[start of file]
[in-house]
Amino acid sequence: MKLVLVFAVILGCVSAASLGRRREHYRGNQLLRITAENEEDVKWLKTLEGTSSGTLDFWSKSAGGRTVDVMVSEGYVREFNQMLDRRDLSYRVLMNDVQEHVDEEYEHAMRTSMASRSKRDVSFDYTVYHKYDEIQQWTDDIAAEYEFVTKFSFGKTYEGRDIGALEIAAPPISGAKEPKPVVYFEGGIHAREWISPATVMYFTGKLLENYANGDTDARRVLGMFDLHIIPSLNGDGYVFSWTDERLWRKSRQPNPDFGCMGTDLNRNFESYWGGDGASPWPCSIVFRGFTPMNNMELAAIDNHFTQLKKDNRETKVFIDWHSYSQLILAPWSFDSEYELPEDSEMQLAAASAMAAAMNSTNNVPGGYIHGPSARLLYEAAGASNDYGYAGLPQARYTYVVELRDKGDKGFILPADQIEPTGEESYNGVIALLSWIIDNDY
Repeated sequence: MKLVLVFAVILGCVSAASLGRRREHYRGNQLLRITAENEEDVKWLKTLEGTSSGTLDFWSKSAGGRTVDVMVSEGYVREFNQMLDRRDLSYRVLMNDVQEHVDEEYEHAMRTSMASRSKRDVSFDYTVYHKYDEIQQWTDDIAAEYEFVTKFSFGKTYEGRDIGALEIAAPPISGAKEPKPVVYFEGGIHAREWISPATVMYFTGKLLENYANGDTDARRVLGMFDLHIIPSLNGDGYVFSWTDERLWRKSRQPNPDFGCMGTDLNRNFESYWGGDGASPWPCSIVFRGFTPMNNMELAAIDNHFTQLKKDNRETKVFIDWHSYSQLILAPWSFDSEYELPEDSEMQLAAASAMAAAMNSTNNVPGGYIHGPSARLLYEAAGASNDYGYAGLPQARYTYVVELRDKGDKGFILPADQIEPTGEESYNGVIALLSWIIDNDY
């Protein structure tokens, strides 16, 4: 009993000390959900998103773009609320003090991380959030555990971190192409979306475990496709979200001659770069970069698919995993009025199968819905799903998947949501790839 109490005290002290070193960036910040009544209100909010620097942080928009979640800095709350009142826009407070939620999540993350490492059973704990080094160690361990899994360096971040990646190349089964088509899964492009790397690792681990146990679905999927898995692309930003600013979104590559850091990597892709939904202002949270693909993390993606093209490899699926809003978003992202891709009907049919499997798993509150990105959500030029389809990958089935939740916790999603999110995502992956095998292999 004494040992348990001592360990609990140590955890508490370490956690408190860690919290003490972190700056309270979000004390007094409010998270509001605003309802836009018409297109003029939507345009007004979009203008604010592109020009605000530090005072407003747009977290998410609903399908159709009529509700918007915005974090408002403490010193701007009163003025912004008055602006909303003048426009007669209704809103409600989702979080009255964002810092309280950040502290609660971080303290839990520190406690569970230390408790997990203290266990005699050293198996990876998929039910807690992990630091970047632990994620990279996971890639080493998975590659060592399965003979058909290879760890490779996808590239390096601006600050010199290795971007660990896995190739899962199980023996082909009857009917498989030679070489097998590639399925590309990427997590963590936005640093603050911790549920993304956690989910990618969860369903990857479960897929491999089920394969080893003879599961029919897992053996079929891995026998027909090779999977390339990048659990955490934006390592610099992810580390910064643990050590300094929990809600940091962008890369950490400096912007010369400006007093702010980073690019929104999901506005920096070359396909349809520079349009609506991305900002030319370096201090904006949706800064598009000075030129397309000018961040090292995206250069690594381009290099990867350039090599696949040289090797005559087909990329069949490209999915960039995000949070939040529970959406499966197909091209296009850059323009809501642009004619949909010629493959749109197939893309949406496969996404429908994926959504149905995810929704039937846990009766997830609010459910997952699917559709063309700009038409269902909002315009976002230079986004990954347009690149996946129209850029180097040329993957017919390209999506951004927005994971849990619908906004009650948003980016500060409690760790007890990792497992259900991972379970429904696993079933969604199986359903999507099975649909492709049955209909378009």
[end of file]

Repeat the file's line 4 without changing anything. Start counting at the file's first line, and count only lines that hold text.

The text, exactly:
């Protein structure tokens, strides 16, 4: 009993000390959900998103773009609320003090991380959030555990971190192409979306475990496709979200001659770069970069698919995993009025199968819905799903998947949501790839 109490005290002290070193960036910040009544209100909010620097942080928009979640800095709350009142826009407070939620999540993350490492059973704990080094160690361990899994360096971040990646190349089964088509899964492009790397690792681990146990679905999927898995692309930003600013979104590559850091990597892709939904202002949270693909993390993606093209490899699926809003978003992202891709009907049919499997798993509150990105959500030029389809990958089935939740916790999603999110995502992956095998292999 004494040992348990001592360990609990140590955890508490370490956690408190860690919290003490972190700056309270979000004390007094409010998270509001605003309802836009018409297109003029939507345009007004979009203008604010592109020009605000530090005072407003747009977290998410609903399908159709009529509700918007915005974090408002403490010193701007009163003025912004008055602006909303003048426009007669209704809103409600989702979080009255964002810092309280950040502290609660971080303290839990520190406690569970230390408790997990203290266990005699050293198996990876998929039910807690992990630091970047632990994620990279996971890639080493998975590659060592399965003979058909290879760890490779996808590239390096601006600050010199290795971007660990896995190739899962199980023996082909009857009917498989030679070489097998590639399925590309990427997590963590936005640093603050911790549920993304956690989910990618969860369903990857479960897929491999089920394969080893003879599961029919897992053996079929891995026998027909090779999977390339990048659990955490934006390592610099992810580390910064643990050590300094929990809600940091962008890369950490400096912007010369400006007093702010980073690019929104999901506005920096070359396909349809520079349009609506991305900002030319370096201090904006949706800064598009000075030129397309000018961040090292995206250069690594381009290099990867350039090599696949040289090797005559087909990329069949490209999915960039995000949070939040529970959406499966197909091209296009850059323009809501642009004619949909010629493959749109197939893309949406496969996404429908994926959504149905995810929704039937846990009766997830609010459910997952699917559709063309700009038409269902909002315009976002230079986004990954347009690149996946129209850029180097040329993957017919390209999506951004927005994971849990619908906004009650948003980016500060409690760790007890990792497992259900991972379970429904696993079933969604199986359903999507099975649909492709049955209909378009």